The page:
Surrounded by the relics of space exploration, officials met at the National Air and Space Museum’s Steven F. Udvar-Hazy Center last week to discuss how to preserve the history of humankind’s farthest incursions into the cosmos 239,000 miles away. 

AIAA’s Outer Space Heritage Summit brought together experts from the historic, policy, legal, and scientific communities to talk about ways to protect important areas in space, including the Apollo Moon landing sites, as commercial activity ramps up.

Rules of the road: There are a couple existing rules to protect the lunar landing sites in the US:

NASA’s voluntary guidelines issued in 2011 asked space-faring entities to avoid landing within 2 km of the Apollo landers.

The One Small Step to Protect Human Heritage in Space Act, which became law in 2020, makes the voluntary guideline binding on any entity working with NASA.

However, any comprehensive protection for sites in space has to be international, since federal agencies and commercial actors outside the US are landing on the Moon.

That’s part of why the preservation of space heritage was included in section nine of the Artemis Accords, a non-binding set of guidelines with 42 signatories, according to Mike Gold, a chief growth officer at Redwire who worked as NASA’s associate administrator for space policy and partnerships while the accords were being drafted. 

“For the first time, the Artemis Accords put teeth into the Outer Space Treaty. At the very least, if you violate the Accords, you can’t be a part of the Artemis program. There’s a repercussion for the first time,” Gold said.

Preserving the legacy: The hordes of school groups and tourists at the Udvar Hazy museum gawking at the space shuttle or taking pictures with models of space hardware prove that people want to experience space heritage, and the space community seems to agree that it’s important to preserve history in space. One of the biggest questions is how to do so in a way that’s accessible to everyone, even if that means using tech like virtual reality down on Earth.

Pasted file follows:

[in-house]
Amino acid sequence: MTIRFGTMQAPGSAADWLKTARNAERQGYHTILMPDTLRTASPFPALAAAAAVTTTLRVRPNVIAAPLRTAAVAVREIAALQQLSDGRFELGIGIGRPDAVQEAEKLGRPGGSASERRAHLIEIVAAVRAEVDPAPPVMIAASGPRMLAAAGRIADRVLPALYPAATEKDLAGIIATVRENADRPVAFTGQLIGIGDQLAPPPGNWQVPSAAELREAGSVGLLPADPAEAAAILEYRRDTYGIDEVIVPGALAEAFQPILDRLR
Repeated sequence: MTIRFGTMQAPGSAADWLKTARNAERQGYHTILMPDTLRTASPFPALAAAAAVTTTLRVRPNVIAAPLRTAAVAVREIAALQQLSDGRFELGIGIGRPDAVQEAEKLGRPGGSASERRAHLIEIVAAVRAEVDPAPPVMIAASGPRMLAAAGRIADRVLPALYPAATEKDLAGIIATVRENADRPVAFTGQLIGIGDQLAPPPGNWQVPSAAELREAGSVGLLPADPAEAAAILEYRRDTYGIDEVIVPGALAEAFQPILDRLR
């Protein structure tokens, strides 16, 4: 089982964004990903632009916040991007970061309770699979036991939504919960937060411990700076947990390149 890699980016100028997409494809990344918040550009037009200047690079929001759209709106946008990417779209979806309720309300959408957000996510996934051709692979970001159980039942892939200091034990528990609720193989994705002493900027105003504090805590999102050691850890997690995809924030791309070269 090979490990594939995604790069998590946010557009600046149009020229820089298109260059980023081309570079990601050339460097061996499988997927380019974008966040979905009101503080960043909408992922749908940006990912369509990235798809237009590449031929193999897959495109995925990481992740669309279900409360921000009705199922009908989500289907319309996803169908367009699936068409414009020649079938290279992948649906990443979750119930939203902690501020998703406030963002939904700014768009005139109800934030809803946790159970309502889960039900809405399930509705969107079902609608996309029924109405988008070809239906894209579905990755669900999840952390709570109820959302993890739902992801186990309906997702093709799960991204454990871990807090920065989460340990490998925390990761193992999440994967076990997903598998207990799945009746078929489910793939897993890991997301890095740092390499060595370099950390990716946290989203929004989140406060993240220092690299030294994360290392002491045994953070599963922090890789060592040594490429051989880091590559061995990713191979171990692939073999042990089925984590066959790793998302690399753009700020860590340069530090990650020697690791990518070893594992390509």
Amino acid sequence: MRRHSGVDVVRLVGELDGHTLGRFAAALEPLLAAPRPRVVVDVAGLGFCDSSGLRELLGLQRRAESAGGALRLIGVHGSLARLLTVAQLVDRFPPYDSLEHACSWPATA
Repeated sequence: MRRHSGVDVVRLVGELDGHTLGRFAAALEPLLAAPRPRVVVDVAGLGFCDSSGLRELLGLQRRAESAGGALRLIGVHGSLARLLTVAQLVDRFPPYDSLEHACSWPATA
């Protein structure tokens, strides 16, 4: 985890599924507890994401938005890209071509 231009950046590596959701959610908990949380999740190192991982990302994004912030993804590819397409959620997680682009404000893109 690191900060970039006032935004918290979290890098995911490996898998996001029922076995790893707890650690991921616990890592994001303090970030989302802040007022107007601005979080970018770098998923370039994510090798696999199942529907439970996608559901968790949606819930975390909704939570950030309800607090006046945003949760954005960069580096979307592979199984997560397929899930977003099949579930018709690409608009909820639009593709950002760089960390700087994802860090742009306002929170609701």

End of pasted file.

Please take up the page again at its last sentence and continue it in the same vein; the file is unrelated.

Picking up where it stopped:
“You don’t want to be in a situation where the only two people who get to tour the Apollo landing sites are Bezos and Musk,” said Ann Garrison-Darin, a principal professional staffer at Johns Hopkins University Applied Physics Laboratory. 

Any agreements also must overcome the natural tension between historians’ desire to preserve the sites untouched, scientists’ desire to keep parts of the lunar surface pristine for study, and commercial companies’ desire to have unfettered access to the Moon to turn a profit. 

What’s next: People didn’t consider this during the Apollo program, but officials at the summit stressed that this has to be part of the conversation about future space missions, especially as the US embarks on crewed or robotic interplanetary flights. 

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